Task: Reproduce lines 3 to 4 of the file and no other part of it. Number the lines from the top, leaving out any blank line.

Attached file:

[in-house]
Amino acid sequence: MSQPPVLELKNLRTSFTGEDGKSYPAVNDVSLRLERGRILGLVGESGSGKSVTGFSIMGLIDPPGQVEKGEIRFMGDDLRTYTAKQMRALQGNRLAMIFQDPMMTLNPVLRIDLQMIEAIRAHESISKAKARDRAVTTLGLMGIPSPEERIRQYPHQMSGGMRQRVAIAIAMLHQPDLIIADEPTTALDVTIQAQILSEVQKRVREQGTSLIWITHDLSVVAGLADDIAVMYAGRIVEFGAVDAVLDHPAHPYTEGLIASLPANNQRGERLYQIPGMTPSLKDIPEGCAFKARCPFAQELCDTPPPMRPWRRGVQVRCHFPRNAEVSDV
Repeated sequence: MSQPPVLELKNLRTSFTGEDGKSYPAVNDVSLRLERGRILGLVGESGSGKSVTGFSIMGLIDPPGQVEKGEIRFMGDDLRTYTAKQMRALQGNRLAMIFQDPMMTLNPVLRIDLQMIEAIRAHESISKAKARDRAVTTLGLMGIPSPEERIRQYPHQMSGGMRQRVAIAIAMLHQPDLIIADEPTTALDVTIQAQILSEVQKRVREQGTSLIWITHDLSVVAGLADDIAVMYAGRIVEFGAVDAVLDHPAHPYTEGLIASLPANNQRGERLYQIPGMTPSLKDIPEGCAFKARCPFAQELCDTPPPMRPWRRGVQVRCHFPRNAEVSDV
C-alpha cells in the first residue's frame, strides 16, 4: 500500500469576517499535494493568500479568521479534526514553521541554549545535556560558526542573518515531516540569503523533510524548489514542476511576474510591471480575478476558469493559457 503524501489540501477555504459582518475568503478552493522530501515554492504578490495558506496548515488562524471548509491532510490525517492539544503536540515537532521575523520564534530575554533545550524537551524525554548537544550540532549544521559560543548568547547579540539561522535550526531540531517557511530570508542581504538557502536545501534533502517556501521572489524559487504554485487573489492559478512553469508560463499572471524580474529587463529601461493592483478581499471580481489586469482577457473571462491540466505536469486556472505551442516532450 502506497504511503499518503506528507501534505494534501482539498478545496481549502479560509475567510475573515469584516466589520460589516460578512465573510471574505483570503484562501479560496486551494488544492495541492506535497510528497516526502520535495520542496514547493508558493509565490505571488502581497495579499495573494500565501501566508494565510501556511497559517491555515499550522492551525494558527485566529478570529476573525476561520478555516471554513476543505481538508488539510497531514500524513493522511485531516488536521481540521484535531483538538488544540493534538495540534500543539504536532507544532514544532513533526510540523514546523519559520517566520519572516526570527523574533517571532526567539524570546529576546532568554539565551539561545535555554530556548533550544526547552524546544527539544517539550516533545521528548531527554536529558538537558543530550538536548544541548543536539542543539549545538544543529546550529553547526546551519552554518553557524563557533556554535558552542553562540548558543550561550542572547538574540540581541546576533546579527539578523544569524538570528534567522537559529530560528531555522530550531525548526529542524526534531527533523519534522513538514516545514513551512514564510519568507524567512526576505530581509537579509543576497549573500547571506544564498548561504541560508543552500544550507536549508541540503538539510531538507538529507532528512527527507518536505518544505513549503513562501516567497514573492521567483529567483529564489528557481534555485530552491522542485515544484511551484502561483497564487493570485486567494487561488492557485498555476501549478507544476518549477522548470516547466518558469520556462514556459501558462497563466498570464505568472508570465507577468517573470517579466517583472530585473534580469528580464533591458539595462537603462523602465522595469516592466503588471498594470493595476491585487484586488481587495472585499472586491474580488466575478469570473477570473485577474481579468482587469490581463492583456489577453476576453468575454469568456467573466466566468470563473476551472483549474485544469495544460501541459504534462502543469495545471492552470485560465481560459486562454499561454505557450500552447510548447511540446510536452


Repeated sequence: MSQPPVLELKNLRTSFTGEDGKSYPAVNDVSLRLERGRILGLVGESGSGKSVTGFSIMGLIDPPGQVEKGEIRFMGDDLRTYTAKQMRALQGNRLAMIFQDPMMTLNPVLRIDLQMIEAIRAHESISKAKARDRAVTTLGLMGIPSPEERIRQYPHQMSGGMRQRVAIAIAMLHQPDLIIADEPTTALDVTIQAQILSEVQKRVREQGTSLIWITHDLSVVAGLADDIAVMYAGRIVEFGAVDAVLDHPAHPYTEGLIASLPANNQRGERLYQIPGMTPSLKDIPEGCAFKARCPFAQELCDTPPPMRPWRRGVQVRCHFPRNAEVSDV
C-alpha cells in the first residue's frame, strides 16, 4: 500500500469576517499535494493568500479568521479534526514553521541554549545535556560558526542573518515531516540569503523533510524548489514542476511576474510591471480575478476558469493559457 503524501489540501477555504459582518475568503478552493522530501515554492504578490495558506496548515488562524471548509491532510490525517492539544503536540515537532521575523520564534530575554533545550524537551524525554548537544550540532549544521559560543548568547547579540539561522535550526531540531517557511530570508542581504538557502536545501534533502517556501521572489524559487504554485487573489492559478512553469508560463499572471524580474529587463529601461493592483478581499471580481489586469482577457473571462491540466505536469486556472505551442516532450 502506497504511503499518503506528507501534505494534501482539498478545496481549502479560509475567510475573515469584516466589520460589516460578512465573510471574505483570503484562501479560496486551494488544492495541492506535497510528497516526502520535495520542496514547493508558493509565490505571488502581497495579499495573494500565501501566508494565510501556511497559517491555515499550522492551525494558527485566529478570529476573525476561520478555516471554513476543505481538508488539510497531514500524513493522511485531516488536521481540521484535531483538538488544540493534538495540534500543539504536532507544532514544532513533526510540523514546523519559520517566520519572516526570527523574533517571532526567539524570546529576546532568554539565551539561545535555554530556548533550544526547552524546544527539544517539550516533545521528548531527554536529558538537558543530550538536548544541548543536539542543539549545538544543529546550529553547526546551519552554518553557524563557533556554535558552542553562540548558543550561550542572547538574540540581541546576533546579527539578523544569524538570528534567522537559529530560528531555522530550531525548526529542524526534531527533523519534522513538514516545514513551512514564510519568507524567512526576505530581509537579509543576497549573500547571506544564498548561504541560508543552500544550507536549508541540503538539510531538507538529507532528512527527507518536505518544505513549503513562501516567497514573492521567483529567483529564489528557481534555485530552491522542485515544484511551484502561483497564487493570485486567494487561488492557485498555476501549478507544476518549477522548470516547466518558469520556462514556459501558462497563466498570464505568472508570465507577468517573470517579466517583472530585473534580469528580464533591458539595462537603462523602465522595469516592466503588471498594470493595476491585487484586488481587495472585499472586491474580488466575478469570473477570473485577474481579468482587469490581463492583456489577453476576453468575454469568456467573466466566468470563473476551472483549474485544469495544460501541459504534462502543469495545471492552470485560465481560459486562454499561454505557450500552447510548447511540446510536452